Wednesday, July 27, 2005

Do the Disassociate

I’ve been reading Neil Gaiman’s American Gods. While it’s been a bit slow moving, the writing is excellent. Gaiman is also an author who hits you with something profound every now and again. Point being, I came across this passage while reading on the train this morning and it got me thinking.


No man, proclaimed Donne, is an Island, and he was wrong. If we were not islands, we would be lost, drowned in each other’s tragedies. We are insulated (a word that means, literally, remember, made into an island) from the tragedy of others by our island nature and by the repetitive shape and form of the stories. The shape does not change: there was a human being who was born, lived, and then, by some means or another, died. There. You may fill in the details from your own experience. As unoriginal as any other tale, as unique as any other life. Lives are snowflakes – forming patterns we have seen before, as like one another as peas in a pod, but still unique.

Without individuals we only see numbers: a thousand dead, a hundred thousand dead, "casualties may rise to a million." With individual stories, the statistics become people – but even that is a lie, for the people continue to suffer in numbers that themselves are numbing and meaningless. Look, see the child’s swollen, swollen belly, and the flies that crawl at the corners of his eyes, his skeletal limbs: will it make it easier for you to know his name, his age, his dreams, his fears? To see him from the inside? And if it does, are we not doing a disservice to his sister, who lies in the searing dust beside him, a distorted, distended caricature of a human child? And there, if we feel for them, are they now more important to us than a thousand other young lives who will soon be food for the flies’ own myriad of squirming children?

We draw our lines around these moments of pain, and remain upon our islands, and they cannot hurt us. They are covered with smooth safe, nacreous layer to let them slip, pearllike, from our souls without real pain.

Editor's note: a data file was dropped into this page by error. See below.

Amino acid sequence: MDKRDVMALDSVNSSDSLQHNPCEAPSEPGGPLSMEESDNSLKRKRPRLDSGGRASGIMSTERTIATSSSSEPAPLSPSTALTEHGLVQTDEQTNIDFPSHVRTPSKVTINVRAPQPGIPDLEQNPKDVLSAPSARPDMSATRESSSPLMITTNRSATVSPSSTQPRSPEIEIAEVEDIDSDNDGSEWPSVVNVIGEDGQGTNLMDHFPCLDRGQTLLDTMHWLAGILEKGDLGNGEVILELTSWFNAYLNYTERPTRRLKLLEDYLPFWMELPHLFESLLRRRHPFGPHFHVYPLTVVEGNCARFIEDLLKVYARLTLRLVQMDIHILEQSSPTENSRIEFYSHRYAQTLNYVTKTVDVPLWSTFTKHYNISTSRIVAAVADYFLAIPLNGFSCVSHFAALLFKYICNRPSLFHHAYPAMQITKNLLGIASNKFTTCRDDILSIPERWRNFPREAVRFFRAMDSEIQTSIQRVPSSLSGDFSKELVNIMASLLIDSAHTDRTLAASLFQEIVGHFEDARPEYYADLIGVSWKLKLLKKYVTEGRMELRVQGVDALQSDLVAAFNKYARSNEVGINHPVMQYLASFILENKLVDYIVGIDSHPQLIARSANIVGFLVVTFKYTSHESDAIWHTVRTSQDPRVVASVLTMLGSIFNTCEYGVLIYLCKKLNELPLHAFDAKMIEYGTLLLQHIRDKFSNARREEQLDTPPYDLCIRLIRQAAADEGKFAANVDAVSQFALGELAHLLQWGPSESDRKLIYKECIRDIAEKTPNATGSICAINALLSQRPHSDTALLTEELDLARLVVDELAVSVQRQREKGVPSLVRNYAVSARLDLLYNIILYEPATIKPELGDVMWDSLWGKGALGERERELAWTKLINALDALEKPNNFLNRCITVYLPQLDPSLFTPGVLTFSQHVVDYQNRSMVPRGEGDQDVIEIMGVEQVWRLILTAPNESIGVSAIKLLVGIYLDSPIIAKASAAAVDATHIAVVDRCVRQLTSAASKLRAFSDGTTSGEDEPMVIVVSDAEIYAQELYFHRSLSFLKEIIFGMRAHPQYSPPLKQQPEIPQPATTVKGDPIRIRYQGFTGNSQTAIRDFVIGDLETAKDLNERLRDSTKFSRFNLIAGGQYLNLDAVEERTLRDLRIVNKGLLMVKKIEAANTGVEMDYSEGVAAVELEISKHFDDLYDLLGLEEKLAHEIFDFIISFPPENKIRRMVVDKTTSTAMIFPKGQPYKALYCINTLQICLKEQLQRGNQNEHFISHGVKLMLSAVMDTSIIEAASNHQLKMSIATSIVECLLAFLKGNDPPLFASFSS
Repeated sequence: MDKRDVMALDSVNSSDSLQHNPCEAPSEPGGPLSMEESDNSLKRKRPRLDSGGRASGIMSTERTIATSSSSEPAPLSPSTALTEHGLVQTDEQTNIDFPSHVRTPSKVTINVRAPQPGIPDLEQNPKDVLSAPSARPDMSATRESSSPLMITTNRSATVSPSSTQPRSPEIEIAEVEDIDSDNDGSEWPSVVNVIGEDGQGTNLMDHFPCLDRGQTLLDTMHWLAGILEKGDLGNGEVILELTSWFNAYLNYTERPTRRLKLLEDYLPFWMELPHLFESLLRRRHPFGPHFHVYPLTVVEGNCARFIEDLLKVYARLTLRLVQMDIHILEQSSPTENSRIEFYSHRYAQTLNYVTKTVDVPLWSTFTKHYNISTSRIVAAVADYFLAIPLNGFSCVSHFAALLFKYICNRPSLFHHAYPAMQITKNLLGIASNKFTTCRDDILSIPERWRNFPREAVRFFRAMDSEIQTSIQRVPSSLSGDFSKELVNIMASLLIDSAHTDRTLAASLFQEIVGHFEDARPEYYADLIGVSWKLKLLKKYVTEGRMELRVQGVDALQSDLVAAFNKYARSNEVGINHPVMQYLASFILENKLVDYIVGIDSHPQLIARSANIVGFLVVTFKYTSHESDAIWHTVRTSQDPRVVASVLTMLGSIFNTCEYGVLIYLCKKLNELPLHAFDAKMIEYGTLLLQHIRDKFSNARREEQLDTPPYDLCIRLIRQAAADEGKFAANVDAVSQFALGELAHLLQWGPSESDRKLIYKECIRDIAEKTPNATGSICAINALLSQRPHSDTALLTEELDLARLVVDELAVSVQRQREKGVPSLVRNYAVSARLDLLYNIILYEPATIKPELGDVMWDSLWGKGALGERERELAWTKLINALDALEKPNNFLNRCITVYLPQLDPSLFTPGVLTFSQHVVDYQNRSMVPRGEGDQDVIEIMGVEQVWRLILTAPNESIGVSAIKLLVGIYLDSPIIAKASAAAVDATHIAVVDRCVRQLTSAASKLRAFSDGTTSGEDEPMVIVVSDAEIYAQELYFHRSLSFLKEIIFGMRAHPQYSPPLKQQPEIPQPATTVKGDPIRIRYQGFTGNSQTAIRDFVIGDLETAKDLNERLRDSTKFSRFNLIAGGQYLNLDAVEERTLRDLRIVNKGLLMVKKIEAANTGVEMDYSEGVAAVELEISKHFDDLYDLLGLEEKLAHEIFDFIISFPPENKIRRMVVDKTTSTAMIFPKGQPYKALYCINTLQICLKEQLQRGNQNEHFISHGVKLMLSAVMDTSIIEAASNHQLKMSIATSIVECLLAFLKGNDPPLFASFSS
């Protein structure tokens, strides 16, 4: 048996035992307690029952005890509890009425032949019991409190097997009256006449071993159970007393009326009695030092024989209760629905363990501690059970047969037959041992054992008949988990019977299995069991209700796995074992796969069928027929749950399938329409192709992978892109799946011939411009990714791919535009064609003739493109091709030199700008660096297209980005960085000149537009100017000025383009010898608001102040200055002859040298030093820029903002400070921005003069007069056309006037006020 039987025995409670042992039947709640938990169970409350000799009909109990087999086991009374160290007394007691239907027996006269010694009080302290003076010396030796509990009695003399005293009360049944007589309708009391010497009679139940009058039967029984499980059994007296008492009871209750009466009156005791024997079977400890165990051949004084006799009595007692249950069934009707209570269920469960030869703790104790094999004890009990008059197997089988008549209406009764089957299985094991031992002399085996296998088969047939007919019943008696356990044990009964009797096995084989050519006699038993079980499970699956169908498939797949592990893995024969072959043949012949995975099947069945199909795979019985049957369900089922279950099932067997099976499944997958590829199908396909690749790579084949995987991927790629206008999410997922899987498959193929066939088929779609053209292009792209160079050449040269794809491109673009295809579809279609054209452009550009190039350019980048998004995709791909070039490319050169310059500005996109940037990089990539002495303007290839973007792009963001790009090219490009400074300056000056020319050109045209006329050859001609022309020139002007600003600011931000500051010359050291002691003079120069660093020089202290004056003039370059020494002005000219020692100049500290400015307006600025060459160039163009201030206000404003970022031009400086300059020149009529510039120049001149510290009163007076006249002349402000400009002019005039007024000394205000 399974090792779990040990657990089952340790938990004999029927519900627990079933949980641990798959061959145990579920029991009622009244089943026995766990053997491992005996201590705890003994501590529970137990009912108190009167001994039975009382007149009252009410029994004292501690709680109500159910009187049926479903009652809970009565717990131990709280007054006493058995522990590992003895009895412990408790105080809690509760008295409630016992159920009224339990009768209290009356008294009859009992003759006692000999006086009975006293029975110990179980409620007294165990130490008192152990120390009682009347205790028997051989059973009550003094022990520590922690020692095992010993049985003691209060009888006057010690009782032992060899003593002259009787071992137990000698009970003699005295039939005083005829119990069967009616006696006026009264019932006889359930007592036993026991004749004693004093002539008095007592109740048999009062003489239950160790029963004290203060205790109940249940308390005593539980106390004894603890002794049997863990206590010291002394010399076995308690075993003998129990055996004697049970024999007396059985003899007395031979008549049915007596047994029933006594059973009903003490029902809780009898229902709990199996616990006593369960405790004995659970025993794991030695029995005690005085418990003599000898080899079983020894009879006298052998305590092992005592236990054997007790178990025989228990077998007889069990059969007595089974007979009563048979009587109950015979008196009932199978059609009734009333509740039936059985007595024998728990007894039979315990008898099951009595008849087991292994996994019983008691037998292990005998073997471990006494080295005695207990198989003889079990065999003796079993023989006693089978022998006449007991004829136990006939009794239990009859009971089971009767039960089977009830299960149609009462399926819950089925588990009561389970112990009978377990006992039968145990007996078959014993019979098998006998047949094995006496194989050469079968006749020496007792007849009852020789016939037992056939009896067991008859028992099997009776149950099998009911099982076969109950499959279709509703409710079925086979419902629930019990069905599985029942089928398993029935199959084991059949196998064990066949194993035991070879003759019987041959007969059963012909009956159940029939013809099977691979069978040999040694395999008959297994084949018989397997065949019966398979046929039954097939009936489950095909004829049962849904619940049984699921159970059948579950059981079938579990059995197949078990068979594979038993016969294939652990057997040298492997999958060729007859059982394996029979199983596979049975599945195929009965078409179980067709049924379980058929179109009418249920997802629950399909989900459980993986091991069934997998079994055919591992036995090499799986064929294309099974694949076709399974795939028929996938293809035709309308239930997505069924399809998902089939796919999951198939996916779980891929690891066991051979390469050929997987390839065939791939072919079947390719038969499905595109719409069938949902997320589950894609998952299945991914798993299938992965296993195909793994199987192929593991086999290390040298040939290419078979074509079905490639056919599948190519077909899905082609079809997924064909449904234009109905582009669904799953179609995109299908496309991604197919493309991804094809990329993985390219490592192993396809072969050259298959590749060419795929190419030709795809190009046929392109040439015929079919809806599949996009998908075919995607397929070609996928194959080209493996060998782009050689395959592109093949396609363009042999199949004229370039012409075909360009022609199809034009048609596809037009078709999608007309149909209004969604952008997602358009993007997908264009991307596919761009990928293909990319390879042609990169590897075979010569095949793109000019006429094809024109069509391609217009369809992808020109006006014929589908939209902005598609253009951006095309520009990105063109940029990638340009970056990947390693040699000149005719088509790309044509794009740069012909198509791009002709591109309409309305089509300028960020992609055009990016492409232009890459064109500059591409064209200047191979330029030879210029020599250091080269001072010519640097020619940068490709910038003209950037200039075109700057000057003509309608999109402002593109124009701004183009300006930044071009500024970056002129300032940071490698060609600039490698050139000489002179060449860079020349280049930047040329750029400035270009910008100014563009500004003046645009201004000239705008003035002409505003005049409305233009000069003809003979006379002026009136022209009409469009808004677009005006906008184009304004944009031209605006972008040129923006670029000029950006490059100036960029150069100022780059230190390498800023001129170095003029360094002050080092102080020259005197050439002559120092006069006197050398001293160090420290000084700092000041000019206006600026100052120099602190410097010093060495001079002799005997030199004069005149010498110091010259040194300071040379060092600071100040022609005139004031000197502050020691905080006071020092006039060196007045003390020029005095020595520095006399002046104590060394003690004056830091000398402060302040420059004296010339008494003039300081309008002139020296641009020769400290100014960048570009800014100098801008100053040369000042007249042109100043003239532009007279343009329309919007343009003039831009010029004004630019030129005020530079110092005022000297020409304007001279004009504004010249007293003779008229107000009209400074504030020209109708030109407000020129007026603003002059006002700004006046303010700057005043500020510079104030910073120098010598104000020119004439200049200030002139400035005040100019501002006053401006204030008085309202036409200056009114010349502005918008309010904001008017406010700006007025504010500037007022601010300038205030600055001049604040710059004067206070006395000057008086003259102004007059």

A rousing endorsement of disassociation, no? Perhaps.

Yes, caring can cause pain and bring into focus the magnitude of human suffering, yet is the reverse any more comforting? If we completely shut out everything that is painful to us and simply don’t give a damn, don’t we risk shutting out everything else as well?

Down that path lies only loneliness and isolation.

How do we manage to be sympathetic without becoming empathetic? Sympathy allows us to care about the feelings and experiences of others, while empathy pulls us into those feeling and experiences, often resulting in our feelings and experiences being overwhelmed by those of the person we are empathizing with.

It’s a thin line, a tightrope we walk every day. Can we turn a blind eye to the staggering, half-blind vagrant on the subway or do we give them a quarter and trust they won’t use it to stumble further down their spiral? Can we ignore the suffering of people who had the simply misfortune of being born in a third world country, secure in the idea that some international aid organization will help them out with our meager donation? Or do we just not give a damn about either?

Not exactly sure what point I’m trying to make here. It’s just that Gaiman’s passage got me thinking about how we compartmentalize things we encounter every day. We do this for the sake of our own happiness and sanity, but to what degree does it rob us of our humanity?

Shutting out the world with help from:

Austere - Curio
(shimmering audio haze from Portland’s ambient gods)

Erroll Garner - The Complete Savoy Master Takes
(lovely, light, and lilting touch on the piano)

Depeche Mode - Violator
(I do indeed enjoy the silence)

Method Man - Tical
(OK, can't all be mellow now, can we?)

The Weir - Weiry But Wisened Old Fool
(weird DIY hip-hop funkery)


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